Frank G. Zalom, Director
California Statewide IPM Project
University of California
Davis, CA 95616
The development of synthetic pest control chemicals during and after World War II, in combination with improvements in application technology, dramatically increased the potential for farmers to control insects, pathogens, weeds and nematode pests. Pest control researchers, government agencies, and the agricultural industry overwhelmingly embraced and perfected the technology. California growers were no exception. The rapid expansion of California's agriculture and its ability to produce a variety of high value fruits and vegetables made pesticides an important and economical way of reducing production risks and increasing yields.
It did not take long for problems associated with the chemical pests controls to be observed. Insects, formerly under natural control by predators and parasites, began to cause significant damage. The insects themselves became genetically resistant to chemicals applied for their control, and actually caused greater damage in some cases after being released from the action of their natural enemies and competitors. These phenomena were eventually observed among other categories of pests as well. Agricultural workers began to report illnesses from exposure in the workplace. The impact of pesticides on the environment became established, and was brought to national attention by Rachel Carson's book Silent Spring.
The science of managing pests in California's agriculture without total reliance on pesticides continued to develop during this period. During the 1950's, researchers at the University of California warned of the danger of relying on a single pest control approach. The term of "integrated control" was used in the literature by Michelbacher and Bacon (1952) to describe the integration of insecticides and biological control in California walnut orchards. Stern et al. (1959) used the term "integrated pest management" to incorporate the concept of economic thresholds with the integrated control approach.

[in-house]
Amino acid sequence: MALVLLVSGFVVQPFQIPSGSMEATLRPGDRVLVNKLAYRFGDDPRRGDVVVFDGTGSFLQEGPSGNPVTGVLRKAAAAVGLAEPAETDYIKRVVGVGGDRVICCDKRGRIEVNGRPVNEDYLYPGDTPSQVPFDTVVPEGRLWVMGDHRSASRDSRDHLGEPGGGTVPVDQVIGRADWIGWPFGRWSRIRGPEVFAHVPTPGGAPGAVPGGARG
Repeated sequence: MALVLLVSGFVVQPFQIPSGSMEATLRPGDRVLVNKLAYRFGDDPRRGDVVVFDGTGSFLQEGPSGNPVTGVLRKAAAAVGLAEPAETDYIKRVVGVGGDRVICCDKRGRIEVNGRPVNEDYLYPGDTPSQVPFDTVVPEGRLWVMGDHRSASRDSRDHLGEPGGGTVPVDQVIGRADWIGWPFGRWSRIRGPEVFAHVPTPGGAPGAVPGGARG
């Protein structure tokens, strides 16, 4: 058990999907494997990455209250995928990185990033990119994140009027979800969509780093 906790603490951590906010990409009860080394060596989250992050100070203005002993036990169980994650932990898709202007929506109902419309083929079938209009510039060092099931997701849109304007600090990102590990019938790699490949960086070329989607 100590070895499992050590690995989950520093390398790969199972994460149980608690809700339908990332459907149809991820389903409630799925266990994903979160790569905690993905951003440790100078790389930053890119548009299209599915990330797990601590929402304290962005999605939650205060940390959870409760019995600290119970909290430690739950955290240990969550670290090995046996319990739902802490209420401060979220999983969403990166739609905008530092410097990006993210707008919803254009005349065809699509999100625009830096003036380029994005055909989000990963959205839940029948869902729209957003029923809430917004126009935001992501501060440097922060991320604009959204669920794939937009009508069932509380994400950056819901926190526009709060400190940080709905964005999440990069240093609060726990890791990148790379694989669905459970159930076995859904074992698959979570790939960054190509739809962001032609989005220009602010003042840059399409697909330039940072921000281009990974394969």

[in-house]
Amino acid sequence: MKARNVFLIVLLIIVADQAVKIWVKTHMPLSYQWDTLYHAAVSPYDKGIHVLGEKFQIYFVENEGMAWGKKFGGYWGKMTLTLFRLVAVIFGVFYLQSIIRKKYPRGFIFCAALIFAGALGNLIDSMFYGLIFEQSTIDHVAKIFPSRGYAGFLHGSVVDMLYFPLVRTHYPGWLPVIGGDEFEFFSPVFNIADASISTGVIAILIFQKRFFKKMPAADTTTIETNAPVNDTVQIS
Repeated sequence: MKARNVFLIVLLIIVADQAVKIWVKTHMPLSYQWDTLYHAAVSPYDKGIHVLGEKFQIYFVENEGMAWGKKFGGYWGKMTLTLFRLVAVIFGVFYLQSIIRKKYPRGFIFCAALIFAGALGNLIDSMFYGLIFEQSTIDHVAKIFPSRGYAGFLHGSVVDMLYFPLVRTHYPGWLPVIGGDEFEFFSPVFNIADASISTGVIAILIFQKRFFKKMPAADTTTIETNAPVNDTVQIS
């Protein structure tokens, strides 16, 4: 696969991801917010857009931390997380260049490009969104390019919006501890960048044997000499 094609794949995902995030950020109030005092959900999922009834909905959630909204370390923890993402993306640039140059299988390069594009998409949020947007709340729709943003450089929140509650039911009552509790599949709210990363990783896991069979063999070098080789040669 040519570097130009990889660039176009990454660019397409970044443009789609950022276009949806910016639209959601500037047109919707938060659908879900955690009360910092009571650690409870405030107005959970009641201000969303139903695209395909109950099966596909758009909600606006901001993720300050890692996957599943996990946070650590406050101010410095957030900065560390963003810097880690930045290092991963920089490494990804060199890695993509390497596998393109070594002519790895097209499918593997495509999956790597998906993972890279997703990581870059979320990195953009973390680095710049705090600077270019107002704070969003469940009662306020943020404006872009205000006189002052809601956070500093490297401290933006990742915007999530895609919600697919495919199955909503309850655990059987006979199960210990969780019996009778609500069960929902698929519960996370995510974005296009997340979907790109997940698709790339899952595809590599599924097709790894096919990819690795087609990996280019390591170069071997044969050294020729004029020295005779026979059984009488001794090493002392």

Just as many University of California Experiment Station and Cooperative Extension staff were leaders in the development of IPM, several Californians pioneered the concept of "supervised control" which brought pest management knowledge and information from private consultants to their grower clientele. A few of these crop consultants entered the field in the 1950's, and provided a model for today's crop consultants or pest control advisers.
University of California scientists were leaders in organized IPM research nationally through USDA and US Environmental Protection Agency supported programs such as the Adkisson Project and the Huffaker Project. Increased IPM research and extension activities in the 1970's accelerated the development of the consulting industry, and the need for crop consultants in implementing IPM systems became apparent. USDA-sponsored Extension IPM pilot projects for cotton and pears (e.g. Barnett et al. 1979) during this period played a significant role in demonstrating the economic value of information provided by consultants to growers. Both of these pilot projects showed that growers utilizing crop consultants cut their production costs, and typically reduced their pesticide inputs as well. An IPM manual for pears, targeted to both growers and their crop consultants, was produced by the University of California as part of the pear pilot project.